In less than stellar representation is Arrow (shame on you, one of my favorite shows this season!), for their portrayal of Latinos in one episode this season and for once again whitewashing R’as al Ghul (though your mileage may vary on whether having a brown person play this character benefits representation).
Sadly, John Cho’s Selfie was cancelled. I didn’t watch it, but the few who have are growing to love it before just as they watch it fall into the cancellation abyss. If you like, go #SaveSeflie over on Hulu! I must say that having an Asian-American get to play a romantic lead is awesome and hopefully Selfie’s downfall won’t stop future shows from casting Cho (or any other Asian actor) as their lead.
State of Affairs was seriously underwhelming when I watched it, even Alfre Woodard (whose character is also named Constance) couldn’t compel me to watch episode 2 and its lukewarm reception leaves me wondering if it will survive its first 100 days on TV (I had to make a presidential joke, had to!).
That’s my TV midseason diversity check-in! I can’t watch everything on TV, so I may have missed some (didn’t a black character bite the dust on Agents of SHIELD? How’s Watson doing on Elementary or Michonne from The Walking Dead?) Some characters are on an upward swing, but others still have work to do. Either way, I am glad to see their faces and hope that there are more and more faces like theirs in seasons to come. The NAACP Image award television nominations had a lot of these actors (Viola, Gina, ), when last season they wouldn’t have had as many options, so there is some slow progress being made. The massive successes of especially How to Get Away With Murder and Jane the Virgin will hopefully finally show studios and networks that you can take a chance on people of color and unique storytelling and people will respond to it.
What other shows have PoC in them and how have they been treated this midseason?
This article mostly talk about black-ish in the aftermath of it’s premiere yesterday, but it also spotlights Jane the Virgin, which I must say was probably my favorite pilot this fall. Check it out!
Also check out two more articles regarding blackish:
In ABC’s ‘Black-ish,’ everyone has racial issues [Washington Post]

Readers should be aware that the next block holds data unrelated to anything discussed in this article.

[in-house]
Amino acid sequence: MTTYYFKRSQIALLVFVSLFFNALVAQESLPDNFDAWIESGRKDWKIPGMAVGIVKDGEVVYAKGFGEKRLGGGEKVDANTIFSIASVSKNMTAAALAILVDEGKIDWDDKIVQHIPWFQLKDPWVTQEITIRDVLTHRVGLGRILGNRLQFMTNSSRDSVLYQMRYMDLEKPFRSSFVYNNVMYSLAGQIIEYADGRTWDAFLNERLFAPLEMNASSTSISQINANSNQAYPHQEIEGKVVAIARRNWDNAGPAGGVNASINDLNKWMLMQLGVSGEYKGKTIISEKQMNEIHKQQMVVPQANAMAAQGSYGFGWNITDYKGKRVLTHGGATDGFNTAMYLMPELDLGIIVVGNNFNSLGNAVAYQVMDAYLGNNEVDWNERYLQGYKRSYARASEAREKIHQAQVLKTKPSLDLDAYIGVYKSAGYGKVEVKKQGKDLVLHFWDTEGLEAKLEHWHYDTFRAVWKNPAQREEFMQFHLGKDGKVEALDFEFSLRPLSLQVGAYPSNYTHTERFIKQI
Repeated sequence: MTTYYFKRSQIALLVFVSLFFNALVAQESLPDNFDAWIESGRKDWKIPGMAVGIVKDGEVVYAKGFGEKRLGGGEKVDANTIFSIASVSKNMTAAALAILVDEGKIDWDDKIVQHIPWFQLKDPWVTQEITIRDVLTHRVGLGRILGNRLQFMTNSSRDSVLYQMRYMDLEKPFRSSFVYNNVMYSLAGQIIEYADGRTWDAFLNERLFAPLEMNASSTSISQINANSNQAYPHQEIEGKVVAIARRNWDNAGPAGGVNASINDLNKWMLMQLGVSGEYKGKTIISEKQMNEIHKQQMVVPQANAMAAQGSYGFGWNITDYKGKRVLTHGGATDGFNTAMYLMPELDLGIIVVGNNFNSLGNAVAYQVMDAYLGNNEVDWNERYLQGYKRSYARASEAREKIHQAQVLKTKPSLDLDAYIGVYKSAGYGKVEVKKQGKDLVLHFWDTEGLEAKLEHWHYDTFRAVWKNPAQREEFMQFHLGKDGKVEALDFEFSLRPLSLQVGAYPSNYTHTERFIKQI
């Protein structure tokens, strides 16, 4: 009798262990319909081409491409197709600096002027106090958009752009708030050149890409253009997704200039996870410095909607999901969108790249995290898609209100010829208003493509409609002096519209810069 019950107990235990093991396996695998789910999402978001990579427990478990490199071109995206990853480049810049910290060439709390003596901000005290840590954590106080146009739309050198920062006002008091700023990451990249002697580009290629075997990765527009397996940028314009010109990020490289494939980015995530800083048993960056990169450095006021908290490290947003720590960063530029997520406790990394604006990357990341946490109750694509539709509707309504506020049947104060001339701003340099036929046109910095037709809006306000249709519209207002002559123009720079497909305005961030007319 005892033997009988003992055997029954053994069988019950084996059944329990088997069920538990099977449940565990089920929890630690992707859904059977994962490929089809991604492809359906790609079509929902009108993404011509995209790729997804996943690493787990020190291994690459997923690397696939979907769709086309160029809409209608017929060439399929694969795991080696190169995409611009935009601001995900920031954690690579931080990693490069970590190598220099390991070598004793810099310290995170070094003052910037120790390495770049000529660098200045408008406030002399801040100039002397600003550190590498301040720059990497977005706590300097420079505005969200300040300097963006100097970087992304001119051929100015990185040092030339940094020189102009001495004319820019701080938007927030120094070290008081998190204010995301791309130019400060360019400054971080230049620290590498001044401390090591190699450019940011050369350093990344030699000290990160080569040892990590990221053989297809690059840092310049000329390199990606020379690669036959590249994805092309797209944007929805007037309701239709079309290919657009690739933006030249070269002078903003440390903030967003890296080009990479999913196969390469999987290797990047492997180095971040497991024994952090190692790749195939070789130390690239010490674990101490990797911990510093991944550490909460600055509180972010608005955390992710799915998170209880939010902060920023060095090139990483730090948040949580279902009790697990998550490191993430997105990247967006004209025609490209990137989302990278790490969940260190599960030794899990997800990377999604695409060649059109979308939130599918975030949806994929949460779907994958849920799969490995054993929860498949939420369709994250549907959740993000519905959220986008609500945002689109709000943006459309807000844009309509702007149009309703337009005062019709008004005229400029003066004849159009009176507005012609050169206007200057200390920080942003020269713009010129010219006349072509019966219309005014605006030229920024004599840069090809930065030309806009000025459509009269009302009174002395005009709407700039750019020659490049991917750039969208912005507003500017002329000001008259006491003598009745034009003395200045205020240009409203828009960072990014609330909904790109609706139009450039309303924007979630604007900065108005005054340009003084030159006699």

Black-ish: “Pilot”: Don’t call it the black Modern Family [AV Club]
Check out the Post’s article on the PoC led dramas coming this fall. And a few are led by women! Numbers are getting better, but no where near where they need to be.
The link and a couple of quotes below.
With “Scandal” commanding $200,970 per 30-second advertising spot, it’s a cash cow.“The color Hollywood loves the most is green,” says Wilmore. “Shonda Rhimes really showed that you can have a black lead in your thriller and you can have a great show. She broke down that wall, and Hollywood follows success.”
Hollywood definitely follows the money. Hopefully these new shows prove to be great television as well. The problem we’ve faced in the past has not always been a lack of content (well, yes, this is the problem, but) sometimes the content put out there isn’t good. There are a lot of times people of color will watch a show featuring someone of their background and that will boost ratings, but ratings will drop off if they don’t consider the show good. It’s not just about representation in numbers, but representation in quality and content. Don’t just give us a show with a black person and say it’s diversity, the content has to be good as well.
Rina Mimoun, executive producer of “Red Band Society,” says that, because of the Rhimes effect, “people will open up their casting. There’s no reason not to.”
More and more producers are realizing this, but things still aren’t where they need to be. The Emmy’s certainly showed that with the small amount of PoC nominees and smaller winners (most weren’t even televised). Hopefully, with this new crop of PoC led shows, next year’s Emmy’s will feature more PoC nominees and winners (now that Breaking Bad is finally out of the race; and maybe Emmy voters will finally be over Modern Family).
(In addition to these current shows, let’s not forget Sleepy Hollow, also led by a black female–I don’t think the article mentioned it.)
“Let’s not pretend we’re there yet,” when it comes to the television industry accurately reflecting the demographics of America, ABC president Paul Lee said at the Television Critics Association press tour Tuesday. “I think we’re taking a very good step along that journey. But to be able to pull this off, you need not just stars on air […] [y]ou need the storytellers and you need the executives. I’m very proud of the fact that if you look at the executives who do development and do programming and marketing, across ABC, it’s a very diverse group of people.
Seems like the president of ABC, Paul Lee isn’t trying to say they’ve reached Diversity (yes, capital D) on TV just yet, despite ABC’s wide selection of both supporting actors, leads, and full series that feature diverse families as the lead (though not sure how I feel about Asian “clan,” you already used family twice, either use three different words for family or all the same. Anyway–). It’s nice to see that ABC isn’t trying to say they’ve won anything or that there isn’t more work to be done. There definitely is.